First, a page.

For years carp have been encountering and dealing with round baits; most anglers are using some form of boilie in their angling these days and with venues becoming more pressured every year, the carp are becoming all the more wiser. Imagine how many times these fish come into contact with a baited rig with a round shaped boilie on the hair? There is no doubting the fact that they are masters when it comes to sussing out hookbaits and round baits that carry a degree of suspicion.
This is why dumbells are so effective when used, as they simply do not carry the same shape/ weight and size properties of a standard boiled bait. Firstly, the shape is one thing that makes them all the more difficult for the fish to deal with; due to the barrel form, they simply do not move in the same fashion that a round bait does. It is very much like using a double bait, it creates a much trickier food item for the fish to eject over a perfectly symmetrical shaped boilie.
Secondly, they differ in density to that of a standard round bait, which means that the carp find it much harder to differentiate between baits when feeding. This is where adding a few handfuls of dumbells into a mix really creates something special, as the fish are much less likely to have encountered the dumbell shaped baits when feeding over a baited spot.
How can they be introduced?
Introducing dumbells is a little different to that of round baits, purely because they are odd shaped and do not fly through the air quite as easy. As a result, they can be catapulted at close range, which is perfect when trying to bait over feeding fish at close quarters as they make less disturbance on impact compared to a round bait.
They can also be introduced at range via the spomb; this is the most effective way of getting these baits out to spots well beyond catapulting distance.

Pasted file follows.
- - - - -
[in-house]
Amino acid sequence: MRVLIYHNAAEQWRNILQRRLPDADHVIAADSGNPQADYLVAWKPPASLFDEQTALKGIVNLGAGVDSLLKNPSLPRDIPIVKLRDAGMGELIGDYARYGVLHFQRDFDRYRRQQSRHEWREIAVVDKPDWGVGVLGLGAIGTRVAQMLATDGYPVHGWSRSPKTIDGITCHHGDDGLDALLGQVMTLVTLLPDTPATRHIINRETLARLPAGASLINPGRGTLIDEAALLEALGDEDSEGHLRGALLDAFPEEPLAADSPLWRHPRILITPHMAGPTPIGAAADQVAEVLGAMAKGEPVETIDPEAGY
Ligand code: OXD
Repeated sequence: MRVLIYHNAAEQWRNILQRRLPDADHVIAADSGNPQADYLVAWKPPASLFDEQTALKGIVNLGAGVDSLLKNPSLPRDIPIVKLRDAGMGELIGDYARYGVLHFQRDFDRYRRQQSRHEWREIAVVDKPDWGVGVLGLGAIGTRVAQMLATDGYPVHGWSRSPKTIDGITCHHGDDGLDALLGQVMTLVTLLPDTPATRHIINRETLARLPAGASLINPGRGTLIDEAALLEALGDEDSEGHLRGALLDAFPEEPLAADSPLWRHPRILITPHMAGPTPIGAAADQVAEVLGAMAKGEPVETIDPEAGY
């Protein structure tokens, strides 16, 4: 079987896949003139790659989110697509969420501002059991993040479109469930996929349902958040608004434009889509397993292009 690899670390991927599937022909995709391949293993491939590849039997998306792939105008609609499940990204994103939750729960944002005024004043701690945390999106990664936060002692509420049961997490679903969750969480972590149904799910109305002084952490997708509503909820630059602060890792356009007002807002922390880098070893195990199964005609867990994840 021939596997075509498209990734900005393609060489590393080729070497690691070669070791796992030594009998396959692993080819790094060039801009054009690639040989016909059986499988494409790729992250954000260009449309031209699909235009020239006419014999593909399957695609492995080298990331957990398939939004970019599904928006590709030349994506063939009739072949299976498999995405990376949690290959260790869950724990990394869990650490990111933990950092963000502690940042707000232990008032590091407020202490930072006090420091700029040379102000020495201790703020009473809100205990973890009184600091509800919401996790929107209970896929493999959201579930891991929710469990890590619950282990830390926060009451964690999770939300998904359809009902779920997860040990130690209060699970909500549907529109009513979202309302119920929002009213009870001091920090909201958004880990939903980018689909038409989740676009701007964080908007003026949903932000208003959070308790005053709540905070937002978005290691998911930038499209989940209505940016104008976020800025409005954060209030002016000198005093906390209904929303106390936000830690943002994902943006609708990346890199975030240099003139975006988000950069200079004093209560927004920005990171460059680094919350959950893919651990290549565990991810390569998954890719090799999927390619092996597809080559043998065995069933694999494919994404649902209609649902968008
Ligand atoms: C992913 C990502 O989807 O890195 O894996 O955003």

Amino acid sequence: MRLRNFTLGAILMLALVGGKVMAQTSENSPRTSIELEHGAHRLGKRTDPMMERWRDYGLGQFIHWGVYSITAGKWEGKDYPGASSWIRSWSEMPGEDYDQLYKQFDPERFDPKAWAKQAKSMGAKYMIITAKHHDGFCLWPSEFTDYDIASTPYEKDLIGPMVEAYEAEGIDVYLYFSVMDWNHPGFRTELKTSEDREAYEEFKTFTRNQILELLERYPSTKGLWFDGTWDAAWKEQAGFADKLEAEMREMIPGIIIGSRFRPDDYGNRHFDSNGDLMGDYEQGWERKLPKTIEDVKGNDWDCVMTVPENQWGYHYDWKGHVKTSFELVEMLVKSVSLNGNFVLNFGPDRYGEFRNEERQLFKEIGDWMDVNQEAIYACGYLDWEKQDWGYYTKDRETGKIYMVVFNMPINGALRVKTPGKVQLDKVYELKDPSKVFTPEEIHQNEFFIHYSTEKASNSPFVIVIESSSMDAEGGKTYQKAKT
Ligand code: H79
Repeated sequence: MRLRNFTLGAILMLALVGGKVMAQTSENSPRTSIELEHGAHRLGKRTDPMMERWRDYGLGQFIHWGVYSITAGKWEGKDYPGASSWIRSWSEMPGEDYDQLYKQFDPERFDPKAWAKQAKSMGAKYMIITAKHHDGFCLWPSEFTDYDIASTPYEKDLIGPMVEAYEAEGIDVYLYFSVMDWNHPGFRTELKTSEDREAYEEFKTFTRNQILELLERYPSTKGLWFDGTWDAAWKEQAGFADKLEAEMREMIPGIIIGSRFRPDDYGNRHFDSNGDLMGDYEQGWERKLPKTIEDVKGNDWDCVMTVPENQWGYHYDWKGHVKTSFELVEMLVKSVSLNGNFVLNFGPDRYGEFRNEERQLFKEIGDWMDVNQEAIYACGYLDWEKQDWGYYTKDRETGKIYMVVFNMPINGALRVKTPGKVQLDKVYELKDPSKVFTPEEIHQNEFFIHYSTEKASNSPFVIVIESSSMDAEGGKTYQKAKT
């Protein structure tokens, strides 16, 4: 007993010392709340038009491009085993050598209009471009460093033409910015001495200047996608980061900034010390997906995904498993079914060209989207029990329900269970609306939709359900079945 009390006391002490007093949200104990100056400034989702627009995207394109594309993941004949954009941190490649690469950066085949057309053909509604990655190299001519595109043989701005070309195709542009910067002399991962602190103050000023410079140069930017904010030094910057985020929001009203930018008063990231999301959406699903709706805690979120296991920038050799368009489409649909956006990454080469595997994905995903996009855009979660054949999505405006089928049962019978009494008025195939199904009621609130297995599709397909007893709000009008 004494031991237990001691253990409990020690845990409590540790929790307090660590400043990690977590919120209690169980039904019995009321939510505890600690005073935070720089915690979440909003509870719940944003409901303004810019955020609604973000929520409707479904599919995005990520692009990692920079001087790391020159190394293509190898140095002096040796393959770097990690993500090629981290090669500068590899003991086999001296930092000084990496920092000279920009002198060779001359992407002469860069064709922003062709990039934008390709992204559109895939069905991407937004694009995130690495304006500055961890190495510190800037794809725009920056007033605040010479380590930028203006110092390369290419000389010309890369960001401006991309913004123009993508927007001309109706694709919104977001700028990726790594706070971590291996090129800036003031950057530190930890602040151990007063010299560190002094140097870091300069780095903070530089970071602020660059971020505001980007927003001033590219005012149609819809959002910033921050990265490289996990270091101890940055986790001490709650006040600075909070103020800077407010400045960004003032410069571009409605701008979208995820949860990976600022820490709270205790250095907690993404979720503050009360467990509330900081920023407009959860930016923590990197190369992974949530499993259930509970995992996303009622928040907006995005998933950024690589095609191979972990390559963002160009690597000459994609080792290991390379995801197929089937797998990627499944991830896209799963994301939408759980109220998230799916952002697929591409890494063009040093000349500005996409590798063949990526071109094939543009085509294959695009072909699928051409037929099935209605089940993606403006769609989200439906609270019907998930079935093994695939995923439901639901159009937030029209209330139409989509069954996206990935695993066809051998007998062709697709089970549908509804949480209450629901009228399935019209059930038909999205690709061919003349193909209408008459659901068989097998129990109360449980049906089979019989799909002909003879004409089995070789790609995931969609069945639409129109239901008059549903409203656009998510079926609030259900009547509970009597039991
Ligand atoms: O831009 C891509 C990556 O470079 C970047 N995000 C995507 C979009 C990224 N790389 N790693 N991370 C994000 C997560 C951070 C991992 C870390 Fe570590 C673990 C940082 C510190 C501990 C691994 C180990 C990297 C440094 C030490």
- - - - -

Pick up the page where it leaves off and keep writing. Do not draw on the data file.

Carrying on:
What hookbaits should I use alongside the dumbells?
If you are feeding large quantities of dumbells, a simple match the hatch style hookbait is perfect for tripping up wary feeding fish. CCMoore do pots of glugged dumbell hookbaits that are a similar shape and size to the loosefeed items, these hookbaits are pre- glugged in the matching bait dip and add a real punch of attraction when introduced.
Secondly, you can mimic the dumbell boilies by taking a standard round pop- up or bottom bait and simply whittle down the sides of the bait. This is a great tactic, as you are opening up the skin of the bait to release more attraction into the swim. This can easily be done with a pair of scissors or a sharp knife, but be careful when doing so.
Can I mix them with standard round baits?
Yes, in fact, mixing them up with standard round baits will add a real edge into your angling, as it will create a carpet of food with different sized bait items that the fish will not be able to regulate over when feeding. What this means is that they will be less cautious of the hookbait when picking up multiple bait items that differ in size and shape. A basic 50/50 mix is a good starting point.
When are dumbells best used?
Dumbells can be used on all types of venue, but really do come into their own on pressured venues that receive a lot of round baits. By simply altering the shape and weight of the bait, you are giving the fish something else to deal with. They are particularly effective when used alongside other baits items such as particle or crumbed baits in a spod mix, adding another hookbait variation that can be used over the top of a baited area.
They also make fantastic stalking baits, as quite often, fish will become extremely wary of round baits and avoid feeding on them at close quarters. The dumbells can be used whole or simply broken into small chunks and introduced to likely looking areas in the margins.
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